Her current role is to collect, organize and make sense of the reams of data and analysis that are going into the Delco Sustainability Plan. The Plan has six interrelated focus areas: Climate Resilience, Natural Resources, Health and Wellbeing, Energy and Efficiencies, Transportation, and Zero Waste. Becca brought us up to date with the work already being done at the County level to make the County buildings shining examples of how to go Zero Waste. Learn all about the Plan at the June 8th Conference at Widener University: register here! Becca shared her presentation slides, which you can view here.
What’s Happening in Media Borough
Karen Taussig-Lux is the Grants Administrator and Project Manager for Media Borough. Many of her projects with the Borough relate to Zero Waste goals. She worked with the Media Environmental Advisory Council, Transition Town Greater Media, and Media Borough Council & Staff to plan and launch the Borough’s three-year residential food compost pilot program. In 2021 the Borough expanded the pilot to all Media Borough residents, combining food waste and yard waste into one collection program under Public Works: “Curbside Compost.”
Karen has also worked extensively on the Borough Recycling program for both residents and businesses. She closed out our panel presentations with the two delightful composting videos, created for the Borough by resident film maker, Rich Hoffmann: Gotta Getta Bucket and Eureka, Black Gold!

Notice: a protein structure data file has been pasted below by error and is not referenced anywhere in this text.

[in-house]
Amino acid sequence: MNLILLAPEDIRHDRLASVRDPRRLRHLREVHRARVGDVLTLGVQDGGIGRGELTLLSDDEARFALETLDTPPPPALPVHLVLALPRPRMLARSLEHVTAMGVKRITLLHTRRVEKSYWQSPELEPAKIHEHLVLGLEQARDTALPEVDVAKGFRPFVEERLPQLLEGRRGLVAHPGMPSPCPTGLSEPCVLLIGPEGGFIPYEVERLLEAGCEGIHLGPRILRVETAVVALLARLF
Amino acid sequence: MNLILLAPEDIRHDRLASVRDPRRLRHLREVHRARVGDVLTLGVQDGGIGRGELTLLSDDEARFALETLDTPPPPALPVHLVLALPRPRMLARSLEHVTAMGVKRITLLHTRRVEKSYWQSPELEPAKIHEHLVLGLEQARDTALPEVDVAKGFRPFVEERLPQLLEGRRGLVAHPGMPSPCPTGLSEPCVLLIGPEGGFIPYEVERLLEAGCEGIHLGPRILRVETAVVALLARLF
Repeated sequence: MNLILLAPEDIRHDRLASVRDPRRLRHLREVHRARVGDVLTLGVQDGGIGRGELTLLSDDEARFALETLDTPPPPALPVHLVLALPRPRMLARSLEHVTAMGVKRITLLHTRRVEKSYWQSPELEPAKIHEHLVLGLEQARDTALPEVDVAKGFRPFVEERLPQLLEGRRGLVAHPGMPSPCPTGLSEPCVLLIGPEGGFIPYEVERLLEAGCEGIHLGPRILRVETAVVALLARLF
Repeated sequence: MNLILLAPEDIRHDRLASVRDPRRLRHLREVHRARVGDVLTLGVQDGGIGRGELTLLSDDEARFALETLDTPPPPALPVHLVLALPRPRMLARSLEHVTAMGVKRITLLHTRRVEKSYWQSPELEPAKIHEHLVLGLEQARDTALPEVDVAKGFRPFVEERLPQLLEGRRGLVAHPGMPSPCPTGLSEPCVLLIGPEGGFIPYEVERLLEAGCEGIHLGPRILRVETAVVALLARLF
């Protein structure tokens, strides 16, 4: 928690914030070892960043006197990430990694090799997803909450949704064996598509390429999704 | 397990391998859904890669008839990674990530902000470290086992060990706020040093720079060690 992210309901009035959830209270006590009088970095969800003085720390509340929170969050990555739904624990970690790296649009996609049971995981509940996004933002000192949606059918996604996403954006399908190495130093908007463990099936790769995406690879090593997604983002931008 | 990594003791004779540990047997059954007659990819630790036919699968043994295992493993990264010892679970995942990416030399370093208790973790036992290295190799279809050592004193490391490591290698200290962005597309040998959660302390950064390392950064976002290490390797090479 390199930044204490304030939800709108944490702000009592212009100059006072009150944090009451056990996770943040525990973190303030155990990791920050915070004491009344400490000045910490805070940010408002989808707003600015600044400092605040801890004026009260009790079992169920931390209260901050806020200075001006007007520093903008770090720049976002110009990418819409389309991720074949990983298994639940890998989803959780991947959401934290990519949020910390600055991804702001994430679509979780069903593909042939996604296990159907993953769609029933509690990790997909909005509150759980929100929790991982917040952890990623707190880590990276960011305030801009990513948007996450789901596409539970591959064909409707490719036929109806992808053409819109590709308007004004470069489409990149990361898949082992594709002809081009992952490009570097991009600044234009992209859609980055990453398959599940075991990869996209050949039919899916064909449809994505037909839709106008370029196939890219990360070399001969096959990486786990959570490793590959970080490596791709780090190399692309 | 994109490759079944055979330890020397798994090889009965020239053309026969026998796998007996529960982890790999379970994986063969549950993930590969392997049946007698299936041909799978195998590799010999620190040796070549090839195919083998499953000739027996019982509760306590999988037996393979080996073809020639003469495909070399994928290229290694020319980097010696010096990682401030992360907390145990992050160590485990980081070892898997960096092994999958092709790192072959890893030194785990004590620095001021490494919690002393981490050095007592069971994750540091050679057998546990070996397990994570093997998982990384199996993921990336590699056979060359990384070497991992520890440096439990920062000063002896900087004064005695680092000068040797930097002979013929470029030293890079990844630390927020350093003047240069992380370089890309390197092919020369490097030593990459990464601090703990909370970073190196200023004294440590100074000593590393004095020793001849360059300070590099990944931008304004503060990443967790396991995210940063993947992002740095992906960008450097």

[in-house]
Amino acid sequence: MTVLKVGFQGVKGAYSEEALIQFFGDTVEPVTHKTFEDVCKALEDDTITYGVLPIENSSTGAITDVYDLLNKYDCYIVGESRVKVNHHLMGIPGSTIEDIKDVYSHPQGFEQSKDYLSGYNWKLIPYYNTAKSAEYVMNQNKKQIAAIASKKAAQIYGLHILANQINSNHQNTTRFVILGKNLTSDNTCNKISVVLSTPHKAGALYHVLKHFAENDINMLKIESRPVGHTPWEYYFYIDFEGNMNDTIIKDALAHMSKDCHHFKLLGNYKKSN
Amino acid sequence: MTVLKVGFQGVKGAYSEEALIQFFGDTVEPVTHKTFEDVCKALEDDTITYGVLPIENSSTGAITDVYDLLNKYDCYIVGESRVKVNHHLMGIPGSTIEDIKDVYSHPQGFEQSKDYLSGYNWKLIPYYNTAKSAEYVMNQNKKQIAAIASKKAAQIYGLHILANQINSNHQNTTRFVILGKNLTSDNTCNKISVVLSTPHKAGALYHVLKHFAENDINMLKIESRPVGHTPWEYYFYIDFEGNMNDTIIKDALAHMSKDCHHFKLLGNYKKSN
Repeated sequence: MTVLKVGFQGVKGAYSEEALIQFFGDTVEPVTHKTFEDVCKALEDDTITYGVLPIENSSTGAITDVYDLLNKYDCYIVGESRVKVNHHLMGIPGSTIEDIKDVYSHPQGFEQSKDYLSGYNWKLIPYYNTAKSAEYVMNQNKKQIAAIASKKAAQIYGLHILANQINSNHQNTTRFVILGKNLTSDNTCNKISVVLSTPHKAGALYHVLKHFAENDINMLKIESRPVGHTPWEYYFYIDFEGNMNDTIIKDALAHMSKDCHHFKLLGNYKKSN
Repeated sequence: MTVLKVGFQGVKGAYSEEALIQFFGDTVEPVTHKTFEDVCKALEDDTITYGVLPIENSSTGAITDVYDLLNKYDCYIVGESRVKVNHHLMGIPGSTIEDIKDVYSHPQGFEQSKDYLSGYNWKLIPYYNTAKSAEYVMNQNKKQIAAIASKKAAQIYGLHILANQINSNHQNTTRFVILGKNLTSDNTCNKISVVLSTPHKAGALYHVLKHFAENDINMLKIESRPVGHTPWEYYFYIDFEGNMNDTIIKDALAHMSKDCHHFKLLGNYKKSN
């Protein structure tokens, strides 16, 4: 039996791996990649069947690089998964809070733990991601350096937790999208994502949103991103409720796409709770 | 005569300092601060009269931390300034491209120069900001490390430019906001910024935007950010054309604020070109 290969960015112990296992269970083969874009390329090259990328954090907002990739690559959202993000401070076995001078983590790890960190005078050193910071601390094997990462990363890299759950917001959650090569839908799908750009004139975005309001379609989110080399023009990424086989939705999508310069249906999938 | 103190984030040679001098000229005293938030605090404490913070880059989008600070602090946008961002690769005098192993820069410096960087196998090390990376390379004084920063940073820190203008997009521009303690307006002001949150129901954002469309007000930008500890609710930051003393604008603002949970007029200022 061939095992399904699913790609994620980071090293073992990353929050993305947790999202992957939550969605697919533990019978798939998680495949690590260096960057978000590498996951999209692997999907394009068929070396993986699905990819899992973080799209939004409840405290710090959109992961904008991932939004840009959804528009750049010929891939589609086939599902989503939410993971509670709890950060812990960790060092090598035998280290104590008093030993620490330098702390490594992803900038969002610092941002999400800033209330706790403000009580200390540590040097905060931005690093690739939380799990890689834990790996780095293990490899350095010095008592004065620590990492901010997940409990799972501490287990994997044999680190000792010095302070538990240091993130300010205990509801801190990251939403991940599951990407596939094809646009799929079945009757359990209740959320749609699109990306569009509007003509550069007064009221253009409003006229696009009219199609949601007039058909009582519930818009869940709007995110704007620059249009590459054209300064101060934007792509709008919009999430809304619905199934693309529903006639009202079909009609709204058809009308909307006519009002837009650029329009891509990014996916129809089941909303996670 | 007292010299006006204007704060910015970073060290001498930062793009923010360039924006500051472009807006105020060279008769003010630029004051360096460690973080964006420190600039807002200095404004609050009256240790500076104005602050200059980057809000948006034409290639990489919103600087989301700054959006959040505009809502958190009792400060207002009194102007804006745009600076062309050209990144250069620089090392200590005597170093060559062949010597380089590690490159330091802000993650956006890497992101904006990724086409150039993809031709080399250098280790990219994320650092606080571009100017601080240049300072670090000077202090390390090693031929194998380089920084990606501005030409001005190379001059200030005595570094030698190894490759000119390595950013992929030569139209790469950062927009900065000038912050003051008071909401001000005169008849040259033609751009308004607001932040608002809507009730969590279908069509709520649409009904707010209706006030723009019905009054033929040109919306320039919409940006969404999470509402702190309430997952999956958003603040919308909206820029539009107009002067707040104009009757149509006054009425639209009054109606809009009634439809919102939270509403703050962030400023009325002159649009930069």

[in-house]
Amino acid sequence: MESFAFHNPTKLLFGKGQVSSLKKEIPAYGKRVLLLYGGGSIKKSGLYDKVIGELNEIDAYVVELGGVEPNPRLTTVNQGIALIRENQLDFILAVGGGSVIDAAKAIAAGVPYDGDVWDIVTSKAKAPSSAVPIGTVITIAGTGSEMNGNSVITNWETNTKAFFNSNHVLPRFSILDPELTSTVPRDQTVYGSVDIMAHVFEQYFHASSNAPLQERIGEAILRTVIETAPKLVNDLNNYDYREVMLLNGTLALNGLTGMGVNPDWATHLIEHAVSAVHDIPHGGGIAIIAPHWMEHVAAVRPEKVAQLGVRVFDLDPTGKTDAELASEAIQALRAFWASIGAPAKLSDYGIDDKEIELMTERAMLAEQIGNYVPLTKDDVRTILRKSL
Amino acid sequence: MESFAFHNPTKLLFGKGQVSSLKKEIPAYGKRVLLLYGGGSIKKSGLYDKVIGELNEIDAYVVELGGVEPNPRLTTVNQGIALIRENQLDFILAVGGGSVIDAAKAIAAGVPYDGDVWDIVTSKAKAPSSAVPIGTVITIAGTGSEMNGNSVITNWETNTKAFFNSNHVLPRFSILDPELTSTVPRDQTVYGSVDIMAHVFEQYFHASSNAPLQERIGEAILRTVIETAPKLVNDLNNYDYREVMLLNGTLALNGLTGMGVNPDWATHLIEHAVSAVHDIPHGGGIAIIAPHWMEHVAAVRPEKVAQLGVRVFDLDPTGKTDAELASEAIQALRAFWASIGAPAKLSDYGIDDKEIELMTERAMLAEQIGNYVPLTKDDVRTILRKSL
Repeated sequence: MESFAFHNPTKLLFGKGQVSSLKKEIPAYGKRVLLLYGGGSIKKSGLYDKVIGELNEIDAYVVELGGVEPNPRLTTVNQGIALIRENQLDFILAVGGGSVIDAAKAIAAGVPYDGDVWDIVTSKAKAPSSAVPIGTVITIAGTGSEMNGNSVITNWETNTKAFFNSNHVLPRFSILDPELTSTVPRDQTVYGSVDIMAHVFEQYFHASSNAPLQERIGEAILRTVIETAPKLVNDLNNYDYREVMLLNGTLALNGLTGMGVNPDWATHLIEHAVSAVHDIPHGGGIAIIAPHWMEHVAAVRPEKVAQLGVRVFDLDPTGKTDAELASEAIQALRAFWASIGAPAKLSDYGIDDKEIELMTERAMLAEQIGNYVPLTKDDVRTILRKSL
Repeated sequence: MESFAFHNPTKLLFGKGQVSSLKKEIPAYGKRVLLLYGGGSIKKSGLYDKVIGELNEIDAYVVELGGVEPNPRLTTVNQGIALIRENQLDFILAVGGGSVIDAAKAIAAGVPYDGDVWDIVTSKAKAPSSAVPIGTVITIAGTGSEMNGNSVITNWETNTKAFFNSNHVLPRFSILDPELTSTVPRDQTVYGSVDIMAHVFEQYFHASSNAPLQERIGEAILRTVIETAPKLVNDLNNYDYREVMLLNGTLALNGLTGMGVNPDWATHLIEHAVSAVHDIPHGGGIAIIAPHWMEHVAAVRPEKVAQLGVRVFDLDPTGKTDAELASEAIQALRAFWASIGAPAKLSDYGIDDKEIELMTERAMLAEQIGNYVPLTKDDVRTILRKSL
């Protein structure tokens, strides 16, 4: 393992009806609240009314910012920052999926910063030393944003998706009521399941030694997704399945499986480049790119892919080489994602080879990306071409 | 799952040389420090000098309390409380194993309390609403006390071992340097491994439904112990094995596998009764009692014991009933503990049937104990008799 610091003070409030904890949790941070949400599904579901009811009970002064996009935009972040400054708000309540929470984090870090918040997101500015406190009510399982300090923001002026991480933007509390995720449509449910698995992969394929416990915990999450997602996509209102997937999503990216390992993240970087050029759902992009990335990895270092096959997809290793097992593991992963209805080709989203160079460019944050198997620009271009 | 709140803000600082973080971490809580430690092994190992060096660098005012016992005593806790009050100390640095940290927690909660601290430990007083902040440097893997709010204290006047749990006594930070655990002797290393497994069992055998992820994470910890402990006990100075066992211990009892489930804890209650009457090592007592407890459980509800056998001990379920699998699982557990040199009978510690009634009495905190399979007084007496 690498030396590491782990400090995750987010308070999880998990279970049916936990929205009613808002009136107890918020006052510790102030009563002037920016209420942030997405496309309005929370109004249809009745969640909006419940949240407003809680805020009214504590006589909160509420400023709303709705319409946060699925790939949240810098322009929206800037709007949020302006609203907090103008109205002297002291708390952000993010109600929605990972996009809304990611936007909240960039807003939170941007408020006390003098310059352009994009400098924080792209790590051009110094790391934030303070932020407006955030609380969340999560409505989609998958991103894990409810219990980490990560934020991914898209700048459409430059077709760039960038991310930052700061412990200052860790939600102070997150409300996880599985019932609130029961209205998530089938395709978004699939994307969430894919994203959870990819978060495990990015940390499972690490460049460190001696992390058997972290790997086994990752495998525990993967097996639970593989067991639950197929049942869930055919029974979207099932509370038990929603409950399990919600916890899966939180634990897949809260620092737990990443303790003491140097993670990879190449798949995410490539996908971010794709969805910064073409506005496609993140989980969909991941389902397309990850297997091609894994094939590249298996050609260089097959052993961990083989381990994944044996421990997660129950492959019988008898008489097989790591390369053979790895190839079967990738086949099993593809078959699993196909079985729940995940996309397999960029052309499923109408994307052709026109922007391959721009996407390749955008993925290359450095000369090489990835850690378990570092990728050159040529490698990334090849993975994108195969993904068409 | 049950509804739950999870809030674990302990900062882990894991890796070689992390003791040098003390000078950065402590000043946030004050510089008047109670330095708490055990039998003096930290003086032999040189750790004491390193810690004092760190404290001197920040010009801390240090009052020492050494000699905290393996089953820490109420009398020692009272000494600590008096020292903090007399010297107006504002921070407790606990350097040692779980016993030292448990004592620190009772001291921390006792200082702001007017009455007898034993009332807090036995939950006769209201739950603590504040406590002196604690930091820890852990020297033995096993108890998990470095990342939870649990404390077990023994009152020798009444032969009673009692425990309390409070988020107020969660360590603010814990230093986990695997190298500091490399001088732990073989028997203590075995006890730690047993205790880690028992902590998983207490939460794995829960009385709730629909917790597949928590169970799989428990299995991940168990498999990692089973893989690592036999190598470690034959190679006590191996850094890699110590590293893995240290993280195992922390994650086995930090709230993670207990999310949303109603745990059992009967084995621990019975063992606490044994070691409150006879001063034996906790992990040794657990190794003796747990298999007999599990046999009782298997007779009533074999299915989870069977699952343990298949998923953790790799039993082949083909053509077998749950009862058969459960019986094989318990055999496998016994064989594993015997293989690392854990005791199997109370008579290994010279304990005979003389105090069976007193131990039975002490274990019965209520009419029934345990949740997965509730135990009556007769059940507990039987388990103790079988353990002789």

The inevitable conclusion when it comes to Zero Waste is that it requires a cultural shift: a shift from a throw-away culture to a Zero Waste culture. Change needs to happen at each level. Producers need to stop making single-use products out of toxic materials that don’t decompose.
Governments need to create legislation and facilities that encourages reuse, return, and recapture of materials at the end of their life. Individuals need to rethink what they buy and consider what alternatives they can find that are less wasteful—or consider not buying it at all. Get what you need from a FreeStore or a Buy Nothing group.
Use every item multiple times. If you no longer need or want it, consider repurposing it for another use or donate it so that someone else can use it. If it breaks, see if you can repair it. Compost your food and yard waste so that it creates new soil rather than creating methane and other toxic gases in a landfill or incinerator. Buy from stores that use little packaging or speak to the manager about providing less packaging. Work with your local government to make it easier for others to reduce their waste so that the power of community can multiply your efforts.
Check out all the links above to learn more about Zero Waste. Support your local companies, organizations, and communities that are working towards a Zero Waste lifestyle. If this is an issue you’d like to work on, let us know!